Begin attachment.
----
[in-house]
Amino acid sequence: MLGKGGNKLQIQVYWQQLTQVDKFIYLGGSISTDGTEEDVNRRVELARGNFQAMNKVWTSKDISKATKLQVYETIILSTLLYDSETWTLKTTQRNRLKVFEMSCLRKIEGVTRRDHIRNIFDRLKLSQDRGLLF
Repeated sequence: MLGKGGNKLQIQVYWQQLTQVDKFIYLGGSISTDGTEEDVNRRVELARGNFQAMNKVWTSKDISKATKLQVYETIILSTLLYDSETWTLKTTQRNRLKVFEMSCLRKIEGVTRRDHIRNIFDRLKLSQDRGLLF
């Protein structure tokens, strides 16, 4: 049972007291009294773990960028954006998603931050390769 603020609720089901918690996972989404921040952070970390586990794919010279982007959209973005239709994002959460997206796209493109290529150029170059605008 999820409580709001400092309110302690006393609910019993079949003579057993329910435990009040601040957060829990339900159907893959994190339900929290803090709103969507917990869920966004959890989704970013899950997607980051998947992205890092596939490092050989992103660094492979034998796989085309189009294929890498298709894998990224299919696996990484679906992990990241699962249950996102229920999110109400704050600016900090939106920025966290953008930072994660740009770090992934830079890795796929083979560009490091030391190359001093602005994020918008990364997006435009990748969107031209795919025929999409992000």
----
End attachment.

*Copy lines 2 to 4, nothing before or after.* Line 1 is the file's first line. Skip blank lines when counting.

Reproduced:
Amino acid sequence: MLGKGGNKLQIQVYWQQLTQVDKFIYLGGSISTDGTEEDVNRRVELARGNFQAMNKVWTSKDISKATKLQVYETIILSTLLYDSETWTLKTTQRNRLKVFEMSCLRKIEGVTRRDHIRNIFDRLKLSQDRGLLF
Repeated sequence: MLGKGGNKLQIQVYWQQLTQVDKFIYLGGSISTDGTEEDVNRRVELARGNFQAMNKVWTSKDISKATKLQVYETIILSTLLYDSETWTLKTTQRNRLKVFEMSCLRKIEGVTRRDHIRNIFDRLKLSQDRGLLF
């Protein structure tokens, strides 16, 4: 049972007291009294773990960028954006998603931050390769 603020609720089901918690996972989404921040952070970390586990794919010279982007959209973005239709994002959460997206796209493109290529150029170059605008 999820409580709001400092309110302690006393609910019993079949003579057993329910435990009040601040957060829990339900159907893959994190339900929290803090709103969507917990869920966004959890989704970013899950997607980051998947992205890092596939490092050989992103660094492979034998796989085309189009294929890498298709894998990224299919696996990484679906992990990241699962249950996102229920999110109400704050600016900090939106920025966290953008930072994660740009770090992934830079890795796929083979560009490091030391190359001093602005994020918008990364997006435009990748969107031209795919025929999409992000």